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    Just to give you a background of myself. I have a PhD in science (molecular biology) and I've done several postdoc positions in cancer research. I've been looking for a full time job in research and non-research areas in academia and pharma/biotech for more than a year. I've applied for over a hundred jobs and only gotten a few interviews. The job market is currently flooded with people who have their PhDs and theres not enough jobs out there. You need to have top journal papers (in my case, nature or cancer cell are among the top). theres no guarantee you'll get a top journal. And, people are jumping fields all over the place. I've worked (in molecular bio labs) with people who had PhDs in physics or computer science.

    It does depend on the field you're in. If I could go back, I would tell myself to stop at a masters. I don't want to teach at a university level and I love bench work. And no one wants to hire someone with a phd when they only need a masters and pay them less. At most places, your designation determines your job title, which determines your pay.

    My brother did a masters in computer science and that's it for him. In that field, a phd is useless unless you teach. And, again too many applicants.

    Honestly, I'd advise (and MANY of my friends who have a phd) not to bother with A phd. A waste of time. You can do so much with a masters and its easier to get in to a company and then work your way up. And, if you're in an academic lab, there's only so far you can go anyway.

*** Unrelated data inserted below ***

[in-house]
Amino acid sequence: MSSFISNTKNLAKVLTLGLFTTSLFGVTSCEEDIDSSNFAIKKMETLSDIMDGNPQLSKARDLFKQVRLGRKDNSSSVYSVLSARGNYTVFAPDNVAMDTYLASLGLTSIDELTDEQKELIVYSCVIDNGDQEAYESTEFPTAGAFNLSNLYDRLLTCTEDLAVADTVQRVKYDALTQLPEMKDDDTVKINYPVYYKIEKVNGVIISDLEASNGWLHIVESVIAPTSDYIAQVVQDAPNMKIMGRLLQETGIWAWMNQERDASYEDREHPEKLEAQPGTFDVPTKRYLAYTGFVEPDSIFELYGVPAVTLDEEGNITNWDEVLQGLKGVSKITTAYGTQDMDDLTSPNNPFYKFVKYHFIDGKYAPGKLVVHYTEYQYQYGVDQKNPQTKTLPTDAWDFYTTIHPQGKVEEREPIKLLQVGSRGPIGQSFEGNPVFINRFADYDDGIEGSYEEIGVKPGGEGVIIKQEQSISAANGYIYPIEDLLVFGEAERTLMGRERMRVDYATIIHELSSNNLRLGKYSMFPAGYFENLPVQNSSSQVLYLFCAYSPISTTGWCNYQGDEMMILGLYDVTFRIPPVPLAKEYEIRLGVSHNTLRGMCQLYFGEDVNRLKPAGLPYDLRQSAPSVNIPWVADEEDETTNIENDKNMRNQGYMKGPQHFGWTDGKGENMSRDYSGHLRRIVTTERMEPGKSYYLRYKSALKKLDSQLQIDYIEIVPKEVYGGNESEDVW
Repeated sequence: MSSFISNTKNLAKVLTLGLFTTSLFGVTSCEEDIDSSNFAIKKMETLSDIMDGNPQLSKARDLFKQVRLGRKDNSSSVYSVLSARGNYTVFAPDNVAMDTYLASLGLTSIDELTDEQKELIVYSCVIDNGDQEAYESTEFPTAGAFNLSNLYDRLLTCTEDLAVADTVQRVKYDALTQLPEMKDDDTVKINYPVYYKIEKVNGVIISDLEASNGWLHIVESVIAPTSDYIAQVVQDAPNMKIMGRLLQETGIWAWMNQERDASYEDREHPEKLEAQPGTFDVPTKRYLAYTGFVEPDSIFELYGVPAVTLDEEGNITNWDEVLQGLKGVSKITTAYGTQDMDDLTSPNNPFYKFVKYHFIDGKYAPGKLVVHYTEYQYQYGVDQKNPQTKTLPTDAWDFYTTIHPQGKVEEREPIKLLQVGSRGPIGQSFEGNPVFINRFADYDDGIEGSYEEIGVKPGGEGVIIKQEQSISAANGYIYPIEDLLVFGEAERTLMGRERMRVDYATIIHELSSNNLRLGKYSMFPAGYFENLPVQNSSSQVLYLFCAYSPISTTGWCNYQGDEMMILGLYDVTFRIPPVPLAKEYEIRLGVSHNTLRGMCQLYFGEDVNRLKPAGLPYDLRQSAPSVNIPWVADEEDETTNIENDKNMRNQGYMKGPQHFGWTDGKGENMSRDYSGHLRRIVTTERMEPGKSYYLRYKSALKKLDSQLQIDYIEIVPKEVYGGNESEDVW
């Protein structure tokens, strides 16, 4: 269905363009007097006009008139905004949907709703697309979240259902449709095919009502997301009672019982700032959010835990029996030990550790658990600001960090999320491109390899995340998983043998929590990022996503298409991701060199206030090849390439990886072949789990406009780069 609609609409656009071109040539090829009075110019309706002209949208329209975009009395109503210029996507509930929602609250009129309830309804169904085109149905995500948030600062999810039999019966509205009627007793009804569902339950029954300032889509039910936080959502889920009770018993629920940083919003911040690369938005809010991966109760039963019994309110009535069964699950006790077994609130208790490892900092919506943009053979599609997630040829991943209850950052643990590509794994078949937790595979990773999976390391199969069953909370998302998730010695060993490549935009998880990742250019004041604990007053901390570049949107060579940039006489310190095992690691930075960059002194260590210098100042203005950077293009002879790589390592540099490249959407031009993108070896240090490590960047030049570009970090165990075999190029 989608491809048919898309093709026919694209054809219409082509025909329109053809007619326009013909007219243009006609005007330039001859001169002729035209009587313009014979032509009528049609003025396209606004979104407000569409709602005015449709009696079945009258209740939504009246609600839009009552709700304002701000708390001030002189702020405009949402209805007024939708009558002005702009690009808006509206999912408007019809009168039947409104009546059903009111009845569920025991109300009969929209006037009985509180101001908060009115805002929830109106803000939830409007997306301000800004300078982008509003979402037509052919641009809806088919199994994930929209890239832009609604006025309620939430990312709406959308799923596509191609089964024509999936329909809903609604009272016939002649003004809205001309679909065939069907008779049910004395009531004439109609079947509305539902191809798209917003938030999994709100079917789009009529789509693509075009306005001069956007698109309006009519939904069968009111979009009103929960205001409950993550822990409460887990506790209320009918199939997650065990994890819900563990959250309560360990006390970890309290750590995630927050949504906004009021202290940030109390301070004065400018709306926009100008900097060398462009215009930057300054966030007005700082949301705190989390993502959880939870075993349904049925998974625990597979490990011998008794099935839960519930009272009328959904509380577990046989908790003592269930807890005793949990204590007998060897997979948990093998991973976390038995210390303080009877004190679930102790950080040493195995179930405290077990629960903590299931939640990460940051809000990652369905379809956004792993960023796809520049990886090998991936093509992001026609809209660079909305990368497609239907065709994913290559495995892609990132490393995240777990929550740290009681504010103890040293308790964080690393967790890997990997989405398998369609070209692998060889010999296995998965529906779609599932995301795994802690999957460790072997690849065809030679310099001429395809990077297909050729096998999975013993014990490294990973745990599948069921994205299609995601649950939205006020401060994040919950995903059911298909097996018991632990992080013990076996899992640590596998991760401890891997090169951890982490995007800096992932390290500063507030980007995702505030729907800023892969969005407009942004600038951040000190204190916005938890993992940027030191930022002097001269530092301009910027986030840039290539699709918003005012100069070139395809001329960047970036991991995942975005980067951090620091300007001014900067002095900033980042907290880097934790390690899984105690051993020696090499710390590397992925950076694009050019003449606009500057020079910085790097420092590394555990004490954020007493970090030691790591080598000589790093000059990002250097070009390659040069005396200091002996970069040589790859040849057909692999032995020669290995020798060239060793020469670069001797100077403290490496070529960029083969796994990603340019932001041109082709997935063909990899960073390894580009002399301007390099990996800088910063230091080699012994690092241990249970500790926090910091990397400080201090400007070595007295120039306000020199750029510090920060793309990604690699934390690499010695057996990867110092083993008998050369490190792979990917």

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  4. #4
    Sith Lady and Cool Kid Darth Penguin's Avatar
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    What is the package your company is offering? DAy release or full time studying? Local college or move away?

    Will you need to keep a certain mark up over the study term? Do you have the time to commit to this? ANd will your lady be able to help?

    Answering some of the practial questions first may give you an insight into how much you feel you want/need to do it now given you are thinking about a PhD later.
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    Short answer : no Long answer : NOOOOOOOOOOO!

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  5. #5
    Smart Canuck
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    Unless you are doing this strictly for interest sake, you need to weigh the monetary compensation with the time/academic commitments. That is, for all the effort you will need to finish this degree, is it going to be reflected in your pay? Are you planning on staying with your present company, or would you like to eventually teach? Don't assume that a post grad degree will be a stepping stone, especially in these times, where certain fields are saturated (as another poster mentioned).

    I have a friend who finished an undergraduate engineering degree and then got his masters in engineering (engineering physics) and now he is teaching at a university. My other friend got her masters in educational psychology and found out it wasn't really for her; she did not want to do counselling.

    My husband is a P Eng and he never felt the need to get his masters because his jobs never required it and he was compensated well enough without it.